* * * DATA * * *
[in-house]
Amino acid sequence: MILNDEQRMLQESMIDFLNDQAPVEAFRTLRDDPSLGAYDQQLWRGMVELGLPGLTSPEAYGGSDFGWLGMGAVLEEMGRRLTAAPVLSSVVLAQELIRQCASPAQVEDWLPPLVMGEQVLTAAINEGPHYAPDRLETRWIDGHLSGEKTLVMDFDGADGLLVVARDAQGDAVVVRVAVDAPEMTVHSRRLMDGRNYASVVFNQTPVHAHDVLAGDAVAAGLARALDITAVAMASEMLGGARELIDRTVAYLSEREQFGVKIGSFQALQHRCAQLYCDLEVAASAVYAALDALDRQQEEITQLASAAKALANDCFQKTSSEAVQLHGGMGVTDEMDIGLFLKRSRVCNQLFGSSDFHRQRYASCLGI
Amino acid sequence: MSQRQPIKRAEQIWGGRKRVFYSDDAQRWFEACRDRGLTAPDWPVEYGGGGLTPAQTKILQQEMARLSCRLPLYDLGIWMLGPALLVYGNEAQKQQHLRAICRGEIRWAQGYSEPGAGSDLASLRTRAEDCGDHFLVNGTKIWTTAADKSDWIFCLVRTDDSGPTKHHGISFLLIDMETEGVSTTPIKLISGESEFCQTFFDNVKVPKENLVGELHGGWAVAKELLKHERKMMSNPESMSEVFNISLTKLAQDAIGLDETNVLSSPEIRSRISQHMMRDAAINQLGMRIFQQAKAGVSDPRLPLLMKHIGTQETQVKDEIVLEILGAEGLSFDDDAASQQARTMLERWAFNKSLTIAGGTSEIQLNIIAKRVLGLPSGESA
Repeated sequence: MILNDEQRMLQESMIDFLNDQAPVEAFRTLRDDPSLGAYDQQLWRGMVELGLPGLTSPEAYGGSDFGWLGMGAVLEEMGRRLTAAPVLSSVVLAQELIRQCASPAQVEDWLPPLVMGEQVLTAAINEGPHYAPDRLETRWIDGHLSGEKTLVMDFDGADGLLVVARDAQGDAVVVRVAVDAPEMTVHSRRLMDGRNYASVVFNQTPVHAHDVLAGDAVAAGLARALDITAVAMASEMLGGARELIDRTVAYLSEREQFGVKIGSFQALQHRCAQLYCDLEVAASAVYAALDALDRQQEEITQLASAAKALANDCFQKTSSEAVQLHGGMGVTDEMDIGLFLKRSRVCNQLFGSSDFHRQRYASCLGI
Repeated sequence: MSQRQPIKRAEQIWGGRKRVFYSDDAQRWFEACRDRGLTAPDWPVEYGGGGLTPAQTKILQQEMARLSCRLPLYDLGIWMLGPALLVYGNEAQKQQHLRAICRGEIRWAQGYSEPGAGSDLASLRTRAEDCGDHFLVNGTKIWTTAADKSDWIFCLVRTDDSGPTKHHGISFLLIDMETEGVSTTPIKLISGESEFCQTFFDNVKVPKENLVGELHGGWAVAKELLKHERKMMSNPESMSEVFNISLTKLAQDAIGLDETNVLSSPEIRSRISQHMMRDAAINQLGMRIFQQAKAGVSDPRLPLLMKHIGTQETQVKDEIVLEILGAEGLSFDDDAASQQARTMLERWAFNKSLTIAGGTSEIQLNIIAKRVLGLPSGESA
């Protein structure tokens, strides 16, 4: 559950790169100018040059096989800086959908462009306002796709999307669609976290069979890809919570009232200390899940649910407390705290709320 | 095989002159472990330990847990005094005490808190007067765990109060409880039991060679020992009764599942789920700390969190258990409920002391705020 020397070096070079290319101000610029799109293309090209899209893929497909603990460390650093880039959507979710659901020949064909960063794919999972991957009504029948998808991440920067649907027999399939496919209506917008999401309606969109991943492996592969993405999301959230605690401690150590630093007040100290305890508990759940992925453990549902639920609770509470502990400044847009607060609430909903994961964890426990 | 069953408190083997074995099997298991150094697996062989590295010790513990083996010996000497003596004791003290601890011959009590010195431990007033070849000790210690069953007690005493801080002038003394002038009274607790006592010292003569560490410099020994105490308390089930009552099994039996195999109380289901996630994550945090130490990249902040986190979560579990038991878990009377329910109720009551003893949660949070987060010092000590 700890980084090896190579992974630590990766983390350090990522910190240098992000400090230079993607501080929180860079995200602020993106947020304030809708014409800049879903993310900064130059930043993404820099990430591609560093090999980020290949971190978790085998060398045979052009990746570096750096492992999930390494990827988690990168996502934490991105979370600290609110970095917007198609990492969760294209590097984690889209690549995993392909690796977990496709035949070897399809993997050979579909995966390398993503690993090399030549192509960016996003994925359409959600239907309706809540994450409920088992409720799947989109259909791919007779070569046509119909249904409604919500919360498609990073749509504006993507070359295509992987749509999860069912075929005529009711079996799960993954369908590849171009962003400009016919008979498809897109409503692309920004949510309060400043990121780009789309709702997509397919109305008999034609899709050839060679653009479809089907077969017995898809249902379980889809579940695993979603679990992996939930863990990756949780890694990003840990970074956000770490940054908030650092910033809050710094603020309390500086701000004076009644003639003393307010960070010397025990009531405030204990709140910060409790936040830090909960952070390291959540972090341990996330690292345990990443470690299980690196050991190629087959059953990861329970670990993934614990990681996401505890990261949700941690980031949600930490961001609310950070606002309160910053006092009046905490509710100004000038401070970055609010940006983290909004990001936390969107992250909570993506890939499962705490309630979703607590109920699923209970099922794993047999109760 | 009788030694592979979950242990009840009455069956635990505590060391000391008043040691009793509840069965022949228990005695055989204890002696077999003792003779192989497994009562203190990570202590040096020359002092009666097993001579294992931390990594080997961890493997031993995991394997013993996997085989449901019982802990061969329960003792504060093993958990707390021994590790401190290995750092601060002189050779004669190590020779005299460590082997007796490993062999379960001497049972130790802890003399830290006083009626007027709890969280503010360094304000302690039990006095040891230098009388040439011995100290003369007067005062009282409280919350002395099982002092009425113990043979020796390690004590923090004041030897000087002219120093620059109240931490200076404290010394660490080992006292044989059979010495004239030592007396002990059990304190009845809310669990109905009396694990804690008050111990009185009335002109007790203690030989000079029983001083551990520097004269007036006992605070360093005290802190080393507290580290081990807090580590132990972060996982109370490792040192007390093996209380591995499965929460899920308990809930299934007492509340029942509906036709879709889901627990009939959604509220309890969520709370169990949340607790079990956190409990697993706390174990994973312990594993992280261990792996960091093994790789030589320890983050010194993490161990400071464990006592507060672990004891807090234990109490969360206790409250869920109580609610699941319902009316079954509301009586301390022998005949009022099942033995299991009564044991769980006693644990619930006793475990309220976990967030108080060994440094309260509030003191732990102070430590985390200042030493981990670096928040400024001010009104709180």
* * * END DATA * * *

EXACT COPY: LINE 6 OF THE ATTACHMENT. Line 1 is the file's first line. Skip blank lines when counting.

């Protein structure tokens, strides 16, 4: 559950790169100018040059096989800086959908462009306002796709999307669609976290069979890809919570009232200390899940649910407390705290709320 | 095989002159472990330990847990005094005490808190007067765990109060409880039991060679020992009764599942789920700390969190258990409920002391705020 020397070096070079290319101000610029799109293309090209899209893929497909603990460390650093880039959507979710659901020949064909960063794919999972991957009504029948998808991440920067649907027999399939496919209506917008999401309606969109991943492996592969993405999301959230605690401690150590630093007040100290305890508990759940992925453990549902639920609770509470502990400044847009607060609430909903994961964890426990 | 069953408190083997074995099997298991150094697996062989590295010790513990083996010996000497003596004791003290601890011959009590010195431990007033070849000790210690069953007690005493801080002038003394002038009274607790006592010292003569560490410099020994105490308390089930009552099994039996195999109380289901996630994550945090130490990249902040986190979560579990038991878990009377329910109720009551003893949660949070987060010092000590 700890980084090896190579992974630590990766983390350090990522910190240098992000400090230079993607501080929180860079995200602020993106947020304030809708014409800049879903993310900064130059930043993404820099990430591609560093090999980020290949971190978790085998060398045979052009990746570096750096492992999930390494990827988690990168996502934490991105979370600290609110970095917007198609990492969760294209590097984690889209690549995993392909690796977990496709035949070897399809993997050979579909995966390398993503690993090399030549192509960016996003994925359409959600239907309706809540994450409920088992409720799947989109259909791919007779070569046509119909249904409604919500919360498609990073749509504006993507070359295509992987749509999860069912075929005529009711079996799960993954369908590849171009962003400009016919008979498809897109409503692309920004949510309060400043990121780009789309709702997509397919109305008999034609899709050839060679653009479809089907077969017995898809249902379980889809579940695993979603679990992996939930863990990756949780890694990003840990970074956000770490940054908030650092910033809050710094603020309390500086701000004076009644003639003393307010960070010397025990009531405030204990709140910060409790936040830090909960952070390291959540972090341990996330690292345990990443470690299980690196050991190629087959059953990861329970670990993934614990990681996401505890990261949700941690980031949600930490961001609310950070606002309160910053006092009046905490509710100004000038401070970055609010940006983290909004990001936390969107992250909570993506890939499962705490309630979703607590109920699923209970099922794993047999109760 | 009788030694592979979950242990009840009455069956635990505590060391000391008043040691009793509840069965022949228990005695055989204890002696077999003792003779192989497994009562203190990570202590040096020359002092009666097993001579294992931390990594080997961890493997031993995991394997013993996997085989449901019982802990061969329960003792504060093993958990707390021994590790401190290995750092601060002189050779004669190590020779005299460590082997007796490993062999379960001497049972130790802890003399830290006083009626007027709890969280503010360094304000302690039990006095040891230098009388040439011995100290003369007067005062009282409280919350002395099982002092009425113990043979020796390690004590923090004041030897000087002219120093620059109240931490200076404290010394660490080992006292044989059979010495004239030592007396002990059990304190009845809310669990109905009396694990804690008050111990009185009335002109007790203690030989000079029983001083551990520097004269007036006992605070360093005290802190080393507290580290081990807090580590132990972060996982109370490792040192007390093996209380591995499965929460899920308990809930299934007492509340029942509906036709879709889901627990009939959604509220309890969520709370169990949340607790079990956190409990697993706390174990994973312990594993992280261990792996960091093994790789030589320890983050010194993490161990400071464990006592507060672990004891807090234990109490969360206790409250869920109580609610699941319902009316079954509301009586301390022998005949009022099942033995299991009564044991769980006693644990619930006793475990309220976990967030108080060994440094309260509030003191732990102070430590985390200042030493981990670096928040400024001010009104709180």